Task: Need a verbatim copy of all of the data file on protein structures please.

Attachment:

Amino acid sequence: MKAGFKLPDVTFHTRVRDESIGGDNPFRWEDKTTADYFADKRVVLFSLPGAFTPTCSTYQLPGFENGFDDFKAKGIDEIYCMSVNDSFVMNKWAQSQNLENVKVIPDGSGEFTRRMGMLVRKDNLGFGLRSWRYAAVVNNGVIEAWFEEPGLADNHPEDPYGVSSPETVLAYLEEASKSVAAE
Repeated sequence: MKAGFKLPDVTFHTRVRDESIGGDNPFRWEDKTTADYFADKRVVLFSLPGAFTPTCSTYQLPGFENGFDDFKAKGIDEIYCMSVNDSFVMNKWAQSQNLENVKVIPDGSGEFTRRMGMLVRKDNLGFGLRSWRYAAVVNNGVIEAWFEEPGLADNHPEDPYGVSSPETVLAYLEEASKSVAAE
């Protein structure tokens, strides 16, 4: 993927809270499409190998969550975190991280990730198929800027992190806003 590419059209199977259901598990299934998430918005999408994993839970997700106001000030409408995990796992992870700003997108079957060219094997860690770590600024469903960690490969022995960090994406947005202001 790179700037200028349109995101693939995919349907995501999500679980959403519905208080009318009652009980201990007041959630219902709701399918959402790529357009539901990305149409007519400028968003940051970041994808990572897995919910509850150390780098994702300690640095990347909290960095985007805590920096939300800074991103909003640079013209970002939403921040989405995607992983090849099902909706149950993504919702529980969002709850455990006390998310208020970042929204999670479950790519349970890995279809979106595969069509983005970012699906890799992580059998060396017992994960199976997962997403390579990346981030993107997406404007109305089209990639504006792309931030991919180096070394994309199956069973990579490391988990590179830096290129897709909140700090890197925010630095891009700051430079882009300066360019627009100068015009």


Amino acid sequence: MKAGFKLPDVTFHTRVRDESIGGDNPFRWEDKTTADYFADKRVVLFSLPGAFTPTCSTYQLPGFENGFDDFKAKGIDEIYCMSVNDSFVMNKWAQSQNLENVKVIPDGSGEFTRRMGMLVRKDNLGFGLRSWRYAAVVNNGVIEAWFEEPGLADNHPEDPYGVSSPETVLAYLEEASKSVAAE
Repeated sequence: MKAGFKLPDVTFHTRVRDESIGGDNPFRWEDKTTADYFADKRVVLFSLPGAFTPTCSTYQLPGFENGFDDFKAKGIDEIYCMSVNDSFVMNKWAQSQNLENVKVIPDGSGEFTRRMGMLVRKDNLGFGLRSWRYAAVVNNGVIEAWFEEPGLADNHPEDPYGVSSPETVLAYLEEASKSVAAE
């Protein structure tokens, strides 16, 4: 993927809270499409190998969550975190991280990730198929800027992190806003 590419059209199977259901598990299934998430918005999408994993839970997700106001000030409408995990796992992870700003997108079957060219094997860690770590600024469903960690490969022995960090994406947005202001 790179700037200028349109995101693939995919349907995501999500679980959403519905208080009318009652009980201990007041959630219902709701399918959402790529357009539901990305149409007519400028968003940051970041994808990572897995919910509850150390780098994702300690640095990347909290960095985007805590920096939300800074991103909003640079013209970002939403921040989405995607992983090849099902909706149950993504919702529980969002709850455990006390998310208020970042929204999670479950790519349970890995279809979106595969069509983005970012699906890799992580059998060396017992994960199976997962997403390579990346981030993107997406404007109305089209990639504006792309931030991919180096070394994309199956069973990579490391988990590179830096290129897709909140700090890197925010630095891009700051430079882009300066360019627009100068015009």